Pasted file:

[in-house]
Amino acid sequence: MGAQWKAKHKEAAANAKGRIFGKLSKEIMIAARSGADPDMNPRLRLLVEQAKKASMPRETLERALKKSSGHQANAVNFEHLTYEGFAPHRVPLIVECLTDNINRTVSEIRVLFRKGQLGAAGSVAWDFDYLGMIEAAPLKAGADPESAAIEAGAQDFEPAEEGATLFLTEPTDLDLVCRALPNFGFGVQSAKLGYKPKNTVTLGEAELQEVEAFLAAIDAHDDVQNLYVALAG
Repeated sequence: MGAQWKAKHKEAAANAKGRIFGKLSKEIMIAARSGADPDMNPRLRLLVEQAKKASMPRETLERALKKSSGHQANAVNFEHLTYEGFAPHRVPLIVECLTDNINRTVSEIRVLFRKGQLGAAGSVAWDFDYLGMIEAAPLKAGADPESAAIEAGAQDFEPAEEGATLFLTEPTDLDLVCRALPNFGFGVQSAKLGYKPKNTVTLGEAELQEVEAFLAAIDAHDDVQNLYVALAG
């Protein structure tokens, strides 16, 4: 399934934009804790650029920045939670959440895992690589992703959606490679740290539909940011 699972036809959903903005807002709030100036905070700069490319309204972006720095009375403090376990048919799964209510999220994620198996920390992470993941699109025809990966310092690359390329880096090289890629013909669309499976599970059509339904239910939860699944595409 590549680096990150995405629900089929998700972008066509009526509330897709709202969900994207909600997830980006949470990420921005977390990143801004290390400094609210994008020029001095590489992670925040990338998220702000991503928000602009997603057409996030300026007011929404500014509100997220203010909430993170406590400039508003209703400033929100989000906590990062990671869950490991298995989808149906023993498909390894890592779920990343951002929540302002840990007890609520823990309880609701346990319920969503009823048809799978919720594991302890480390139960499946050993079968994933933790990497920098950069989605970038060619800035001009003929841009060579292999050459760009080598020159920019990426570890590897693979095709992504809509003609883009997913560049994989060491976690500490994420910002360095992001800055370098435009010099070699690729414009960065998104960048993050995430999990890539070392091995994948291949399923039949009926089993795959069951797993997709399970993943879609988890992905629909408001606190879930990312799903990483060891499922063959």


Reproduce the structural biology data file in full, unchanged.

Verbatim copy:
[in-house]
Amino acid sequence: MGAQWKAKHKEAAANAKGRIFGKLSKEIMIAARSGADPDMNPRLRLLVEQAKKASMPRETLERALKKSSGHQANAVNFEHLTYEGFAPHRVPLIVECLTDNINRTVSEIRVLFRKGQLGAAGSVAWDFDYLGMIEAAPLKAGADPESAAIEAGAQDFEPAEEGATLFLTEPTDLDLVCRALPNFGFGVQSAKLGYKPKNTVTLGEAELQEVEAFLAAIDAHDDVQNLYVALAG
Repeated sequence: MGAQWKAKHKEAAANAKGRIFGKLSKEIMIAARSGADPDMNPRLRLLVEQAKKASMPRETLERALKKSSGHQANAVNFEHLTYEGFAPHRVPLIVECLTDNINRTVSEIRVLFRKGQLGAAGSVAWDFDYLGMIEAAPLKAGADPESAAIEAGAQDFEPAEEGATLFLTEPTDLDLVCRALPNFGFGVQSAKLGYKPKNTVTLGEAELQEVEAFLAAIDAHDDVQNLYVALAG
């Protein structure tokens, strides 16, 4: 399934934009804790650029920045939670959440895992690589992703959606490679740290539909940011 699972036809959903903005807002709030100036905070700069490319309204972006720095009375403090376990048919799964209510999220994620198996920390992470993941699109025809990966310092690359390329880096090289890629013909669309499976599970059509339904239910939860699944595409 590549680096990150995405629900089929998700972008066509009526509330897709709202969900994207909600997830980006949470990420921005977390990143801004290390400094609210994008020029001095590489992670925040990338998220702000991503928000602009997603057409996030300026007011929404500014509100997220203010909430993170406590400039508003209703400033929100989000906590990062990671869950490991298995989808149906023993498909390894890592779920990343951002929540302002840990007890609520823990309880609701346990319920969503009823048809799978919720594991302890480390139960499946050993079968994933933790990497920098950069989605970038060619800035001009003929841009060579292999050459760009080598020159920019990426570890590897693979095709992504809509003609883009997913560049994989060491976690500490994420910002360095992001800055370098435009010099070699690729414009960065998104960048993050995430999990890539070392091995994948291949399923039949009926089993795959069951797993997709399970993943879609988890992905629909408001606190879930990312799903990483060891499922063959």